From what I remember of Shogun, there was very little fighting - even though it was about feudal Japan - and a lot of maneuvering and attempting to out-think the enemy. Having the generals follow the kind of instructions seen in The Art of War (which is short and well worth a read for this) could make for an interesting book imo, even though 90% of the time they'll just be dancing around and maneuvering for position unless they can engage the enemy in a situation where they're guaranteed victory.
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Online Eli_Freysson

Re: Space battles: Realistic or light show?
« Reply #4 on: October 21, 2015, 08:28:05 PM »
Once you figure out what type of book you want to write, go with the appropriate space combat drama.

Oh, space opera, definitely. I mean, several characters carry swords to battle, after all. :)

Yeah, I'll definitely go with "fun".
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Offline Rostum

Re: Space battles: Realistic or light show?
« Reply #5 on: October 21, 2015, 08:36:43 PM »
No noise in a vaccuum so no pew pew for you. Combustion is tricky, but not impossible without oxygen.
If you want to get scary research how fires burn in zero G. Not what you want to be trapped on a ship with while it uses up your air supply.

Offline Raptori

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Re: Space battles: Realistic or light show?
« Reply #6 on: October 21, 2015, 08:38:25 PM »
No noise in a vaccuum so no pew pew for you. Combustion is tricky, but not impossible without oxygen.
If you want to get scary research how fires burn in zero G. Not what you want to be trapped on a ship with while it uses up your air supply.
Of course you can have pew pew battle noises in a vacuum. You just have to use a gun that fires magic.  :P
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Offline Yora

Re: Space battles: Realistic or light show?
« Reply #7 on: October 21, 2015, 09:03:44 PM »
I really would love to see a movie with realistic space battles. Ships that get hit don't explode but instead keep on drifting in their last direction once the power goes out, with jets of flames coming out of holes for many minutes or even hours, depending on the holes.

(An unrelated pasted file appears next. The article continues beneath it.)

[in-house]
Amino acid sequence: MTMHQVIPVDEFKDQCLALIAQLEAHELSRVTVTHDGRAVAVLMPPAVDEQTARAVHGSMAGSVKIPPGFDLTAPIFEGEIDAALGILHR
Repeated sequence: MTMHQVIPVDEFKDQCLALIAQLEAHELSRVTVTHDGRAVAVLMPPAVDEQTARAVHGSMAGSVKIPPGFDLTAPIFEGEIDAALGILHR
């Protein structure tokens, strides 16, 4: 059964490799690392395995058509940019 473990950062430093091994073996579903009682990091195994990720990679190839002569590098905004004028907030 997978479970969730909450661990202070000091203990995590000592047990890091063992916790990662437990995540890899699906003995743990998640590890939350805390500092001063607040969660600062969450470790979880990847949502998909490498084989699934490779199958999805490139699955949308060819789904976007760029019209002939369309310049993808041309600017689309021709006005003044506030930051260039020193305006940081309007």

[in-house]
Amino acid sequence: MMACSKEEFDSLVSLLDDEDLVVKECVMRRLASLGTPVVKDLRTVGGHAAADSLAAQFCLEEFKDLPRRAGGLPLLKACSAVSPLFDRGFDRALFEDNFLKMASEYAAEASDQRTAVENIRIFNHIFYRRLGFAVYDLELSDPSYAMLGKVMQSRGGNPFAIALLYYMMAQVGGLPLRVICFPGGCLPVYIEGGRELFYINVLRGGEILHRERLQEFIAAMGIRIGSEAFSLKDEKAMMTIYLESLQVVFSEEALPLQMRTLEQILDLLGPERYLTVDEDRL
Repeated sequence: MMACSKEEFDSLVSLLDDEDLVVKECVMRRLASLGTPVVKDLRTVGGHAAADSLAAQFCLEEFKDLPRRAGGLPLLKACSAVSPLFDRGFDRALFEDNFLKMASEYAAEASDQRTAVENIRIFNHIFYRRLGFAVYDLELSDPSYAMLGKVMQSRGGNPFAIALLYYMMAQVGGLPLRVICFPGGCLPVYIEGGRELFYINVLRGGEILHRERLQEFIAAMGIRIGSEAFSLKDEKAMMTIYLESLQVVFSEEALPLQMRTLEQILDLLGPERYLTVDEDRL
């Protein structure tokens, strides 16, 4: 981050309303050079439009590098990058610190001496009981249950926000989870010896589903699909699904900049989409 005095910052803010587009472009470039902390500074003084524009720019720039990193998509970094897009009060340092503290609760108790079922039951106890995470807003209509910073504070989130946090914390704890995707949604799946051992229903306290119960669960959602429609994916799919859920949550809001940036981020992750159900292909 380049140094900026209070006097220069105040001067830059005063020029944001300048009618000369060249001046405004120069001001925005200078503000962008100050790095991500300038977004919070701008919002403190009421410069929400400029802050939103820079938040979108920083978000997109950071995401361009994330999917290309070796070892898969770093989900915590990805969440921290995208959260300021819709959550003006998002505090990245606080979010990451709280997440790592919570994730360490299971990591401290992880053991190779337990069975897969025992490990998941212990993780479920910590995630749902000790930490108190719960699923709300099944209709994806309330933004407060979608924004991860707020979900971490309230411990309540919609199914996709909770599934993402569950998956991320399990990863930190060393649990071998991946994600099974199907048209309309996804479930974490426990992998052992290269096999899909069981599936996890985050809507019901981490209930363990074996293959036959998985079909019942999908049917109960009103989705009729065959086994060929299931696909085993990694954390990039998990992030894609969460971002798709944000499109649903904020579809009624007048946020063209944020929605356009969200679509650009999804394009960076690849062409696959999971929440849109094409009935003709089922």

But I think generally, Space Opera doesn't care about physics. It's high tech fantasy.
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Offline Elfy

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Re: Space battles: Realistic or light show?
« Reply #8 on: October 21, 2015, 09:38:43 PM »
No noise in a vaccuum so no pew pew for you. Combustion is tricky, but not impossible without oxygen.
If you want to get scary research how fires burn in zero G. Not what you want to be trapped on a ship with while it uses up your air supply.
Depends on where the battle is taking place. If like in Star Wars it's inside a space station or something with an atmosphere then the sound will exist.
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Offline Yora

Re: Space battles: Realistic or light show?
« Reply #9 on: October 21, 2015, 09:58:15 PM »
Inside a space ship would probably be very noisy. Especially when firing railguns or getting hit by anything. Even close by explosions, but they would have to be extremely close in space terms, for the shockwave reaching a ship before the gas thins out to much.
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Offline ClintACK

Re: Space battles: Realistic or light show?
« Reply #10 on: October 21, 2015, 10:43:03 PM »
Going into massive detail about the technology of what's going on is boring.

Warfare using that technology doesn't have to be.

See the early Honor Harrington books (like Honor of the Queen and Short Victorious War) for David Weber managing to make it interesting even with detailed technology and calculating intercept distances and staggering waves of missiles to overwhelm point defenses and yadda, yadda.

But you don't *have* to do that.

Combat with swords and bows can be dramatic and engaging.  So can combat with rifles and bayonets.  Or with a wizard's staff and a ring of flame.  Or with missiles that take twenty hours to reach engagement distances.  Or wooden sailing ships and canons.

Battle is always going to have people in extreme conflict.

A few tech thoughts:

Want that "fighter pilot" feel -- use AI "soldiers" that download copies of themselves into missiles.
Want to justify swords or ray guns?  "Invent" portable defense forcefields that deflect or block bullets.
If you're using rail guns -- remember that the ship that's firing the railgun has the same recoil (action-reaction) as the ship that's hit by the projectile.  Imagine the havoc the gun could cause if the braces and shocks attaching it to the ship fail.  :)

But mostly... Rule of Cool wins.  Tell a cool story.  Don't break the rules you establish within your story, but don't worry too much about explaining *why* microwave ovens can boil water really well but turn a chicken breast into chewy rubber.  Unless that's what your story is about.